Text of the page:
Na Fidléirí, (“the fiddlers”) was founded and is directed by Mary Taylor. It has been frequently called the nation’s finest, most unique Celtic fiddling ensemble for young fiddlers. Na Fidléirí is made up of 20 to 25 auditioned fiddlers between the ages of 10 and 18, plus pennywhistle, bodhran and guitar. Na Fidléirí performs repertoire from the Celtic tradition, specially arranged for them by Mary Taylor. Members are taught the technique and style of Celtic fiddling, while simultaneously being grounded in a classical technical foundation.

The group’s members are diverse and reside throughout the Charleston-metro area. The ensemble has a performing repertoire of more than 50 tunes, primarily Irish in origin, performed entirely from memory with traditional accompaniment. Na Fidléirí has performed throughout Charleston and the Southeast. It toured Ireland to critical acclaim with it sister ensemble the Taylor Festival Choir in the summer of 2013.

Na Fidléirí has been featured in numerous regional festivals, including the Swannanoa Gathering, the Augusta Irish Festival, the Savannah Irish Festival, the South Carolina State Fair, and the International Festival at Francis Marion College. It has been featured as the headliner with the Charleston Symphony Orchestra’s St. Patrick’s Day celebration in a performance that was described as “a most delightful evening of first-rate entertainment full of Celtic pathos and toe-tapping Irish energy” (Charleston Post and Courier). A regular performer at the Charleston Piccolo Spoleto Festival, Na Fidléirí has been the opening act for well-known artists such as Celtic Rhythms from County Clare, Ireland and Irish Tenor John MacNally. In keeping with the group’s civic-minded mission of giving back to the community, Na Fidléirí performs outreach concerts at area schools.

It has been featured on statewide television, and has released critically acclaimed CDs From the New Country and Na Fidléirí Live. [Purchase Direct] [iTunes] [Amazon].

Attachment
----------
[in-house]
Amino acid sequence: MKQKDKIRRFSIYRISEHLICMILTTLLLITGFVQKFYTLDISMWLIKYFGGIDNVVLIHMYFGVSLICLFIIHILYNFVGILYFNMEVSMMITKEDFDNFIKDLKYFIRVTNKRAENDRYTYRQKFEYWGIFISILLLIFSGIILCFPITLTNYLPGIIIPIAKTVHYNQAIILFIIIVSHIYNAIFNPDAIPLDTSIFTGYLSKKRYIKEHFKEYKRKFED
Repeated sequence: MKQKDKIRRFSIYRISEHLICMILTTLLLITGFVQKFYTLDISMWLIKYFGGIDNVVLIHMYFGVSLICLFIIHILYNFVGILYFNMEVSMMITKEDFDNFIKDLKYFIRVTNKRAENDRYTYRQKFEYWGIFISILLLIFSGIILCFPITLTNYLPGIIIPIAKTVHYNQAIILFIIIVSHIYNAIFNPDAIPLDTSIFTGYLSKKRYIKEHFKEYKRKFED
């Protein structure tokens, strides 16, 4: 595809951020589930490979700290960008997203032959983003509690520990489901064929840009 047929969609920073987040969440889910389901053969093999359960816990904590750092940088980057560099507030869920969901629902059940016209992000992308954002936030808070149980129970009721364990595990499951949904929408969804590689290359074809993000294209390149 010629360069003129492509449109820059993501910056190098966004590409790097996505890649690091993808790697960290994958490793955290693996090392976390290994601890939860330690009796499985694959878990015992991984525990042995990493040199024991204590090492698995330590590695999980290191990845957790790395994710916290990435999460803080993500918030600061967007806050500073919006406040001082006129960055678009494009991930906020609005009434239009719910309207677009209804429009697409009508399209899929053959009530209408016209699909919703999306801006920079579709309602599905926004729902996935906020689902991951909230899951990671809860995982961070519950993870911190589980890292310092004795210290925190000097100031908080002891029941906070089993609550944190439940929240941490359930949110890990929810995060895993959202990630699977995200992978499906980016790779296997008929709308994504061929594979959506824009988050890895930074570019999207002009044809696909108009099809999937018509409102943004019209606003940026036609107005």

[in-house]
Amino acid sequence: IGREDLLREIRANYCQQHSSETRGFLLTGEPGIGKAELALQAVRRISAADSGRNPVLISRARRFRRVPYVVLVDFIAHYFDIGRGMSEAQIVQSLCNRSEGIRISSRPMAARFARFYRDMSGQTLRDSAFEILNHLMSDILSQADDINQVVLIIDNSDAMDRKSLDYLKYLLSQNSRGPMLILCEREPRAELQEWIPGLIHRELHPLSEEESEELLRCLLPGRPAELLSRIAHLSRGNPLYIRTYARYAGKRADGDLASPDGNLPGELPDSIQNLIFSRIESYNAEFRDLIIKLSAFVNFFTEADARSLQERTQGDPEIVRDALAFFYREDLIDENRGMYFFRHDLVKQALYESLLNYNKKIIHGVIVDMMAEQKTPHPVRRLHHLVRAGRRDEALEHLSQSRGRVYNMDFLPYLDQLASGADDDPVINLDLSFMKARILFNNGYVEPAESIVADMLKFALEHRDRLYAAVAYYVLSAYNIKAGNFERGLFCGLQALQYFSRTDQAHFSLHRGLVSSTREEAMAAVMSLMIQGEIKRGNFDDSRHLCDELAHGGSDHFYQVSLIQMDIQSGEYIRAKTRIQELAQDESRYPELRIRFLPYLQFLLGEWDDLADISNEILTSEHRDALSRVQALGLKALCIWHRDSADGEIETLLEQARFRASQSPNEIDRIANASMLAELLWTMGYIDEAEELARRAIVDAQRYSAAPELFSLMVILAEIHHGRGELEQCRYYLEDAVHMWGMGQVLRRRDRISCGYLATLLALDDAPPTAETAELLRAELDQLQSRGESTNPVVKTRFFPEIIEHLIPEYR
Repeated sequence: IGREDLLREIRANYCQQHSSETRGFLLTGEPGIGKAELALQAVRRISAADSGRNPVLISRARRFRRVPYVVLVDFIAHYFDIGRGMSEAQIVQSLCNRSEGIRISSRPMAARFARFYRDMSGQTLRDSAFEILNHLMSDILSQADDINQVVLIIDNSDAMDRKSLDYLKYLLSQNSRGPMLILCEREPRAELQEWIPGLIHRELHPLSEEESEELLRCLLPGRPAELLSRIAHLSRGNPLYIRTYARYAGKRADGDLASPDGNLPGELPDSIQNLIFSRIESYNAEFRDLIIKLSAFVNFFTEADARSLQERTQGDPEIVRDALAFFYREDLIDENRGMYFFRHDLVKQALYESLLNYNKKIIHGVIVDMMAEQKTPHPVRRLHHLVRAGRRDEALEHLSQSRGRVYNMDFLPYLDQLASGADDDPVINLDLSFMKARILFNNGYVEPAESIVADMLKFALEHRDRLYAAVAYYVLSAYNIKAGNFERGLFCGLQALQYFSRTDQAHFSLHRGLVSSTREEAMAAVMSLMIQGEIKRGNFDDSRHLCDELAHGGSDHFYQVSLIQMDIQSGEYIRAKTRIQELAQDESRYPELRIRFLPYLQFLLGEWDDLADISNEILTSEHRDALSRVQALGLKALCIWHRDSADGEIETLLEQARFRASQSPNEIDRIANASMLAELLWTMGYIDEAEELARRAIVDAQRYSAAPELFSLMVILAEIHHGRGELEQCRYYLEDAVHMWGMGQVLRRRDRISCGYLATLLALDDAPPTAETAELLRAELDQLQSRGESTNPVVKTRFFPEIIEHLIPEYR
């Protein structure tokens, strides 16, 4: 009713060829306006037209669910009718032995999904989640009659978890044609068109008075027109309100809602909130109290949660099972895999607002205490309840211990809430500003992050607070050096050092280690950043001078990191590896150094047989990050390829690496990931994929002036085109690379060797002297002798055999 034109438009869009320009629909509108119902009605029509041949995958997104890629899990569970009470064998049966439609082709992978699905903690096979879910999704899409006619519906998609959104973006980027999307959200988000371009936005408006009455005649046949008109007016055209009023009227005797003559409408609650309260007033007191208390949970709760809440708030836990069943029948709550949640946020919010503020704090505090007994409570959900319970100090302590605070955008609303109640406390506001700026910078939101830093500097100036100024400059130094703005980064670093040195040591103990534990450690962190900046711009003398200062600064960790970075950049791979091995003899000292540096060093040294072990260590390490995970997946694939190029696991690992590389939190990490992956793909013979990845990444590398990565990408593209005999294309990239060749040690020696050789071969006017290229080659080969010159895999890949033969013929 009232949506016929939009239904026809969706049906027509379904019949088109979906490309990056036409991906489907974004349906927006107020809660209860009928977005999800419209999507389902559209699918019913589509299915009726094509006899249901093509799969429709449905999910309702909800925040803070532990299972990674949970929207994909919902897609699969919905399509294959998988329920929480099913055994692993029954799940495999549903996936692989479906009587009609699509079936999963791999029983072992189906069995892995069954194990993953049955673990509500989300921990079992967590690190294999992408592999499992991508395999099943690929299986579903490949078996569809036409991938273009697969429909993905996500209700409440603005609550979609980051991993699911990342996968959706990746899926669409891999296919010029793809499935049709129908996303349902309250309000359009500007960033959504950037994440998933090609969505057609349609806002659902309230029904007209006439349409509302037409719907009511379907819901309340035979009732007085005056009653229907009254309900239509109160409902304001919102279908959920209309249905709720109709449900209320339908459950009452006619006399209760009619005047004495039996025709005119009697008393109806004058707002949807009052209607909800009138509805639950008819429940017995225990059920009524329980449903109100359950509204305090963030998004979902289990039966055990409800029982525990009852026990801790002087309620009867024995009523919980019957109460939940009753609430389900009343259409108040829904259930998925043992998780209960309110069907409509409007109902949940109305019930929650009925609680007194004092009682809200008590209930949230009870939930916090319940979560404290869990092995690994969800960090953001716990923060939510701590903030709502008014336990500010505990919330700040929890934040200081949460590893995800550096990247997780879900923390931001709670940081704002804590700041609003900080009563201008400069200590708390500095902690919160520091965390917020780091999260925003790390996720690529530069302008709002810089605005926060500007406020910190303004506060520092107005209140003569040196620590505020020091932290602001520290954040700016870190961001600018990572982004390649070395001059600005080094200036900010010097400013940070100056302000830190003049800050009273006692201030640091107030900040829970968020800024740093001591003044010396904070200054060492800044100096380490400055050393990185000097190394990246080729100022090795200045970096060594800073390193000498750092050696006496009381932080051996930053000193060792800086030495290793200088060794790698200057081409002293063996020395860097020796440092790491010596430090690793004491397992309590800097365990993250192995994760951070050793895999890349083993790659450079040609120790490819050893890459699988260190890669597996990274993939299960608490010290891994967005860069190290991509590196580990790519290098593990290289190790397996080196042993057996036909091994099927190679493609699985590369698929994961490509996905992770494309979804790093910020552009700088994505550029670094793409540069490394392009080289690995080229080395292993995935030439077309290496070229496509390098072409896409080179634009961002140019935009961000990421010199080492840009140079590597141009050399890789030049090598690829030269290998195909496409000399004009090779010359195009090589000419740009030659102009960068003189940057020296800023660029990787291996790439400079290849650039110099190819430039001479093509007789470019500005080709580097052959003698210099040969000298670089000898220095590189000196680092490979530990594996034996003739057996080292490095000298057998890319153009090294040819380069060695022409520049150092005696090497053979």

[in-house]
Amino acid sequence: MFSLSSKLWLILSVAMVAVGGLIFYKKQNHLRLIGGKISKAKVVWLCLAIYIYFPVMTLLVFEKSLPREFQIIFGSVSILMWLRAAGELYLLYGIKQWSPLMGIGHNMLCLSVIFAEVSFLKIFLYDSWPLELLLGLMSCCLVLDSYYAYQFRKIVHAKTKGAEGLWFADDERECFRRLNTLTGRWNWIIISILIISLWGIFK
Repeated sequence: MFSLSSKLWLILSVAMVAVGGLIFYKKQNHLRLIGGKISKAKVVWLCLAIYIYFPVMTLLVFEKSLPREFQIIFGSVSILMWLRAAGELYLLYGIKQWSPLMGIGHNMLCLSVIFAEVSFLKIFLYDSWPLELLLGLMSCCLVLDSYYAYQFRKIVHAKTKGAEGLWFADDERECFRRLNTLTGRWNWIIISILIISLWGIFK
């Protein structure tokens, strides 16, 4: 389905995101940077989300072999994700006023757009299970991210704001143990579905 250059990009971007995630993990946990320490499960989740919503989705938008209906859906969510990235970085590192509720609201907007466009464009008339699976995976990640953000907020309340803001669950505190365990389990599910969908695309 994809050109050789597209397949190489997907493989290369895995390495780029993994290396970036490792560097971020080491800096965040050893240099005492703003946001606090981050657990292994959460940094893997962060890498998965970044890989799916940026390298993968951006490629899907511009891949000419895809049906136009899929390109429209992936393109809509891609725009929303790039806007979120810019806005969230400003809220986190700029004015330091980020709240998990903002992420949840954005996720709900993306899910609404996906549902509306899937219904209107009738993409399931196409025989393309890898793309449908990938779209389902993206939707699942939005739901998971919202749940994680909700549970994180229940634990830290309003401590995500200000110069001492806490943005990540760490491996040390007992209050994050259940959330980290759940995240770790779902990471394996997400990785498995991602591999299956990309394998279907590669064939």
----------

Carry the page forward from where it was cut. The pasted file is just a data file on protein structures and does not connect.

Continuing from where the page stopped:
Na Fidléirí holds auditions every year in the last week of August. For more information and to find out how you can join the ensemble, please contact us here.

Fantastic Irish Folk Fiddlers
by Laura Hogarth Tutt —
“YOUNG AND IRISH at heart you certainly didn’t have to be Irish to enjoy Na Fidleiri Saturday, May 30 during Piccolo Spoleto at Circular Congregational Church in downtown Charleston. The hour and one half show featured sixteen fiddlers, plus a whistler, guest percussionist, Danny Mallon, guest guitarist, Chris Teves, and guest cello, Wade Davis. They kept the audience’s toes tapping and heads nodding to the driving beat of traditional Irish tunes from Lannigan’s Ball, to Lafferty’s Reel, and the classic Danny Boy sung by soloist Kiri Taylor. The group has performed extensively throughout the Southeast and toured in Ireland in 2007. The members range in age 9 to 18 and attend a number of Charleston area grade and high schools. Most are classically trained and learn the Irish folk tradition when they join the group, mainly by playing by ear without sheet music, although it is available to them. Try outs are held each year in August. This year auditions will be held 10 a.m. Aug. 22 at the College of Charleston, Simons Center for the Arts. Na Fidleiri, founded in 2000 by Mary Scott Taylor, a first-generation Irishwoman whose parents instilled in her the love of Celtic music, is part of The Taylor Music Group, founded by her husband Robert Taylor, which supports activities that incorporate art music and folk music in performance and education through guest professional performances and the Festival Choir.”
Excellent Fiddlers
by Jimmy Buttimer — Chairman, Savannah Irish Festival
“THE CITY of Charleston hoards an embarrassment of riches in its cultural realm but none rarer than the incomparable Mary Taylor. We were fortunate to host her amazing troupe of young fiddlers, Na Fidleiri, at our Irish Festival this past weekend.

The first thought that came to mind as I witnessed their performance was of the hundreds of hours required to produce such discipline and excellence. Yet the discipline was obviously not of the grim and joyless variety, as the musicians performed with a vitality and virtuosity that stunned the audience members and brought them to their feet repeatedly.

Nowhere have I beheld the mastery of difficult skills at such young ages. To use an old 19th century phrase: The effect was sublime. Mary Taylor has lit the fire of creation of great art.

I thank the young performers, their parents and all who have encouraged them to strive for demanding artistic heights. But most of all. I thank Mary Taylor for her vision and will and the extension of both through these marvelous musicians. Na Fidleiri will always be welcome at our festival.”